While Parkinson's disease is the result of dopaminergic dysfunction of the nigrostriatal system, the clinical manifestations of Parkinson's disease are brought about by alterations in multiple neural components, including cortical areas. We examined how 1-methyl-4-phenyl-1,2,3,6-tetrahydropyridine (MPTP) administration affected extracellular cortical glutamate levels by comparing glutamate levels in normal and MPTP-lesioned nonhuman primates (Macaca mulatta). Extracellular glutamate levels were measured using glutamate microelectrode biosensors. Unilateral MPTP-administration rendered the animals with hemiparkinsonian symptoms, including dopaminergic deficiencies in the substantia nigra and the premotor and motor cortices, and with statistically significant decreases in basal glutamate levels in the primary motor cortex on the side ipsilateral to the MPTP-lesion. These results suggest that the functional changes of the glutamatergic system, especially in the motor cortex, in models of Parkinson's disease could provide important insights into the mechanisms of this disease.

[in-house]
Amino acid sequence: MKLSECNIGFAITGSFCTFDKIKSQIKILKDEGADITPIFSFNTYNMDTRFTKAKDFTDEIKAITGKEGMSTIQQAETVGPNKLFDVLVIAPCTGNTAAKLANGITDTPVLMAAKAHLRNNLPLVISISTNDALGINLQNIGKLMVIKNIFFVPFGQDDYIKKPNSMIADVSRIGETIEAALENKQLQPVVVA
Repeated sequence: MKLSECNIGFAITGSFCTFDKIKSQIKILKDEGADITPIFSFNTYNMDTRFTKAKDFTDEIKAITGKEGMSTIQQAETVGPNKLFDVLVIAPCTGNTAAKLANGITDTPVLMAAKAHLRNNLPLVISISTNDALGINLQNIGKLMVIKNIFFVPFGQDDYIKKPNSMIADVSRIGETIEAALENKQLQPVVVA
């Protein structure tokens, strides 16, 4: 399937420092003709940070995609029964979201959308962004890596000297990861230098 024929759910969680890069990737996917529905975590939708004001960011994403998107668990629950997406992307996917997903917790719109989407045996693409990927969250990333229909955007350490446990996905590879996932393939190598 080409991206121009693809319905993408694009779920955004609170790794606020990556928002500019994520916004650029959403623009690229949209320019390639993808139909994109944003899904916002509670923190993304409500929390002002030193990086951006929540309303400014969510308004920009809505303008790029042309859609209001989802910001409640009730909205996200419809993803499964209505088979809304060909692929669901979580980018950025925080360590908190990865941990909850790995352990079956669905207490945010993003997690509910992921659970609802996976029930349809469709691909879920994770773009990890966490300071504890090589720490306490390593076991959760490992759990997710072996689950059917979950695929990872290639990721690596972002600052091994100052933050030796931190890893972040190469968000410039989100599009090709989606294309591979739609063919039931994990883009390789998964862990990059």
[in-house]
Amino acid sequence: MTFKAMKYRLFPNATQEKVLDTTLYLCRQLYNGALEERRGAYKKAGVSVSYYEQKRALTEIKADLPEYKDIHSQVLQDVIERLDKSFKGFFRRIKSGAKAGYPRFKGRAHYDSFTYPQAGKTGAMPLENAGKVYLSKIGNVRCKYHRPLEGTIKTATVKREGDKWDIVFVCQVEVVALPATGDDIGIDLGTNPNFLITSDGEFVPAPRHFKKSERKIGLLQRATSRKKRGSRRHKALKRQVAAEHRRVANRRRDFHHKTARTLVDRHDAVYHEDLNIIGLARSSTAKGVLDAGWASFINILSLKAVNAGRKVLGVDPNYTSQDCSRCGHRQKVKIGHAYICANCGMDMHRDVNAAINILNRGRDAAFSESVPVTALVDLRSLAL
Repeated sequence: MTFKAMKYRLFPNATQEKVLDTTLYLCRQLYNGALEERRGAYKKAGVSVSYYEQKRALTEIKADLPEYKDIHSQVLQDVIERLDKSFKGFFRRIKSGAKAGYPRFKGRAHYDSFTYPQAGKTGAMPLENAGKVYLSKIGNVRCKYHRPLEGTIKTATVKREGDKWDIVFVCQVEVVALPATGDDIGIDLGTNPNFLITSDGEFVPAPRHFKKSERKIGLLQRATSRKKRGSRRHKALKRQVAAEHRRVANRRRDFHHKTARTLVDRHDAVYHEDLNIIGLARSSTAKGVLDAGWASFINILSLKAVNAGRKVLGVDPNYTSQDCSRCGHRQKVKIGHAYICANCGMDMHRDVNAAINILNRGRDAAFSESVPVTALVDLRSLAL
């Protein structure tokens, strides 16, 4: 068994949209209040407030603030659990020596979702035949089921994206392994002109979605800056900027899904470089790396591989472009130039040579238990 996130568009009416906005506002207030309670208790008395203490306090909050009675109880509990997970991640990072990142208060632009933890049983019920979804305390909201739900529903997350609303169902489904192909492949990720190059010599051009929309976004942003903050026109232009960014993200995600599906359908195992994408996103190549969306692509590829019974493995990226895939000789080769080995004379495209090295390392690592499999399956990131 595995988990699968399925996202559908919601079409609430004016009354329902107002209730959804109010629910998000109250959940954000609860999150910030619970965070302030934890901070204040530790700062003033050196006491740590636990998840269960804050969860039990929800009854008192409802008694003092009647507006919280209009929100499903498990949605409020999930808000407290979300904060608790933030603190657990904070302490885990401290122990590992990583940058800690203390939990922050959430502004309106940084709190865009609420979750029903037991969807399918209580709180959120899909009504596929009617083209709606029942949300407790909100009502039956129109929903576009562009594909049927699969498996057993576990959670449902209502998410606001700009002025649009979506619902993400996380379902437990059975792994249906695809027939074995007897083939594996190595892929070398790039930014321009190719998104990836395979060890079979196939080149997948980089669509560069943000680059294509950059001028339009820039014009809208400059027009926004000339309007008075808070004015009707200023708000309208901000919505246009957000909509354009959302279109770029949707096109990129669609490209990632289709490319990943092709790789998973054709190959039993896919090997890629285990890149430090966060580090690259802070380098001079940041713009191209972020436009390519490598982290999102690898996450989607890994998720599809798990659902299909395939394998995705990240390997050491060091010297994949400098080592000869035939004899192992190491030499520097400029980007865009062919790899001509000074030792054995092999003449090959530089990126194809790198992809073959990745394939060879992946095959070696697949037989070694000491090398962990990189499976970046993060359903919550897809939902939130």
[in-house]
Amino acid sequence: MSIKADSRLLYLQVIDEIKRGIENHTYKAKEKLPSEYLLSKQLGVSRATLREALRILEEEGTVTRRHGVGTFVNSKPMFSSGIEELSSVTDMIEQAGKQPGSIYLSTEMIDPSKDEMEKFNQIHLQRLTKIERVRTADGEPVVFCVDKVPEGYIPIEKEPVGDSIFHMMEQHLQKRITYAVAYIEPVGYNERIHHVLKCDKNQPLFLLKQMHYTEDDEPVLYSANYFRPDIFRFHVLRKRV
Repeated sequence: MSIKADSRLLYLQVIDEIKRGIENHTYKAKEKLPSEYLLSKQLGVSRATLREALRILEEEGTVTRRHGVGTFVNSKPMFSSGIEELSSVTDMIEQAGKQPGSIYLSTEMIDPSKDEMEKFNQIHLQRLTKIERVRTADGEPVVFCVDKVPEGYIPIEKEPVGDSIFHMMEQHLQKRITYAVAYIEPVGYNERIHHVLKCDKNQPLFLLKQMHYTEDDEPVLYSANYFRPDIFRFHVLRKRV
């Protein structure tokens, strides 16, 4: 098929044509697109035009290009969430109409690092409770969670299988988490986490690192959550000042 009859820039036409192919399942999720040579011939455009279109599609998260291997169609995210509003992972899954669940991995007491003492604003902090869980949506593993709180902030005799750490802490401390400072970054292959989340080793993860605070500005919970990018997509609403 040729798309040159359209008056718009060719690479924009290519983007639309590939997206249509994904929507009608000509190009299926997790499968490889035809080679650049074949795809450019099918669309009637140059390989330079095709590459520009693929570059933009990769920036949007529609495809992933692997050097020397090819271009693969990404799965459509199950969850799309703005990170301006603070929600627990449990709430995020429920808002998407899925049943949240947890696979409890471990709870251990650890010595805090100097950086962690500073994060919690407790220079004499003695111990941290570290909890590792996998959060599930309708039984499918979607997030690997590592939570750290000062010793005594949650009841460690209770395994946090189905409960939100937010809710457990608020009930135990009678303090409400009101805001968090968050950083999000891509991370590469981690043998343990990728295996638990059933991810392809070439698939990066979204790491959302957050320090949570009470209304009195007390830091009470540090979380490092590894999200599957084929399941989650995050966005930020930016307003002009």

|Number of pages||7|
|State||Published - Mar 13 2014|
Bibliographical noteFunding Information:
This work was supported by National Institutes of Health [ NS39787 and NS50242 ]. We thank Dr. Don M. Gash for his help in experimental design and support and Dr. Richard Grondin for behavioral testing.
- Microelectrode array
ASJC Scopus subject areas
- Neuroscience (all)
- Molecular Biology
- Clinical Neurology
- Developmental Biology